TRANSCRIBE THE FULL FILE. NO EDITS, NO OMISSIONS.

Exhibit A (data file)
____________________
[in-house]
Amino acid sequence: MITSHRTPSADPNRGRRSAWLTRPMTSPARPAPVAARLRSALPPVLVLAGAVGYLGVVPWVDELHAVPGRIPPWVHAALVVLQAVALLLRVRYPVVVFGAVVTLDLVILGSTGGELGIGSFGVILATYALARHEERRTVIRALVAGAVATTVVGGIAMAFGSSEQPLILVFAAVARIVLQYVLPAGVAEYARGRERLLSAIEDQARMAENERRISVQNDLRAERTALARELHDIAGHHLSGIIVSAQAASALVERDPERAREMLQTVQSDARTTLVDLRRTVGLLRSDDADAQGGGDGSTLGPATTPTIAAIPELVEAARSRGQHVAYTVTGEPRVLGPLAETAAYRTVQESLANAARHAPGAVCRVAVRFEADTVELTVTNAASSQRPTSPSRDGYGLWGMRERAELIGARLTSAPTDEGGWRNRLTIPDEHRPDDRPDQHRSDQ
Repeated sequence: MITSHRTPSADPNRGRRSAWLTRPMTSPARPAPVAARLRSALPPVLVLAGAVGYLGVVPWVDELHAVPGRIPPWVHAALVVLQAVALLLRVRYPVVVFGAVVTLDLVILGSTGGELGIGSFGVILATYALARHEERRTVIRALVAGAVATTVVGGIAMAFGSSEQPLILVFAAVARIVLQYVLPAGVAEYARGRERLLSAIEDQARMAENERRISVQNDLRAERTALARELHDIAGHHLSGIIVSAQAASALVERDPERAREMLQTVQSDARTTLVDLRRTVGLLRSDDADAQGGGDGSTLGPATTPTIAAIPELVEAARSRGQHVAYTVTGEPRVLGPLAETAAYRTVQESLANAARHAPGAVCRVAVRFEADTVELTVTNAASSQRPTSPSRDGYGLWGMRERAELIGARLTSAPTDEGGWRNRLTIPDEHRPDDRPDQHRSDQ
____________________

[in-house]
Amino acid sequence: MITSHRTPSADPNRGRRSAWLTRPMTSPARPAPVAARLRSALPPVLVLAGAVGYLGVVPWVDELHAVPGRIPPWVHAALVVLQAVALLLRVRYPVVVFGAVVTLDLVILGSTGGELGIGSFGVILATYALARHEERRTVIRALVAGAVATTVVGGIAMAFGSSEQPLILVFAAVARIVLQYVLPAGVAEYARGRERLLSAIEDQARMAENERRISVQNDLRAERTALARELHDIAGHHLSGIIVSAQAASALVERDPERAREMLQTVQSDARTTLVDLRRTVGLLRSDDADAQGGGDGSTLGPATTPTIAAIPELVEAARSRGQHVAYTVTGEPRVLGPLAETAAYRTVQESLANAARHAPGAVCRVAVRFEADTVELTVTNAASSQRPTSPSRDGYGLWGMRERAELIGARLTSAPTDEGGWRNRLTIPDEHRPDDRPDQHRSDQ
Repeated sequence: MITSHRTPSADPNRGRRSAWLTRPMTSPARPAPVAARLRSALPPVLVLAGAVGYLGVVPWVDELHAVPGRIPPWVHAALVVLQAVALLLRVRYPVVVFGAVVTLDLVILGSTGGELGIGSFGVILATYALARHEERRTVIRALVAGAVATTVVGGIAMAFGSSEQPLILVFAAVARIVLQYVLPAGVAEYARGRERLLSAIEDQARMAENERRISVQNDLRAERTALARELHDIAGHHLSGIIVSAQAASALVERDPERAREMLQTVQSDARTTLVDLRRTVGLLRSDDADAQGGGDGSTLGPATTPTIAAIPELVEAARSRGQHVAYTVTGEPRVLGPLAETAAYRTVQESLANAARHAPGAVCRVAVRFEADTVELTVTNAASSQRPTSPSRDGYGLWGMRERAELIGARLTSAPTDEGGWRNRLTIPDEHRPDDRPDQHRSDQ